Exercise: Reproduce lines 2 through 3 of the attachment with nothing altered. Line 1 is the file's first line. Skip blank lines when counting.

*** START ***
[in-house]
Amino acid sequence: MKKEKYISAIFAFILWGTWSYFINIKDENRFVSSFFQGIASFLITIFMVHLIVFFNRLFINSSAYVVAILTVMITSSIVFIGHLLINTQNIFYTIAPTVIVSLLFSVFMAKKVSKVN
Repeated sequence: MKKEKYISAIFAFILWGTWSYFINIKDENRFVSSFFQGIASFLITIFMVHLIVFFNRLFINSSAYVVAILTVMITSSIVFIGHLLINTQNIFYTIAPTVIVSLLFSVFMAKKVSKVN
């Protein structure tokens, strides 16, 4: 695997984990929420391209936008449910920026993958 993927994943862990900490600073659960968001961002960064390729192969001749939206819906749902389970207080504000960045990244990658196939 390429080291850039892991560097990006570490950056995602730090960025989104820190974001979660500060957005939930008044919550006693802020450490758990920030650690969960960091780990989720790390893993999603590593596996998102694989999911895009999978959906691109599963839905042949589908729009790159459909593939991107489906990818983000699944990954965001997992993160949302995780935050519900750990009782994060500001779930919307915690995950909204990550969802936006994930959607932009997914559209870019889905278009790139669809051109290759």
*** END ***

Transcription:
Amino acid sequence: MKKEKYISAIFAFILWGTWSYFINIKDENRFVSSFFQGIASFLITIFMVHLIVFFNRLFINSSAYVVAILTVMITSSIVFIGHLLINTQNIFYTIAPTVIVSLLFSVFMAKKVSKVN
Repeated sequence: MKKEKYISAIFAFILWGTWSYFINIKDENRFVSSFFQGIASFLITIFMVHLIVFFNRLFINSSAYVVAILTVMITSSIVFIGHLLINTQNIFYTIAPTVIVSLLFSVFMAKKVSKVN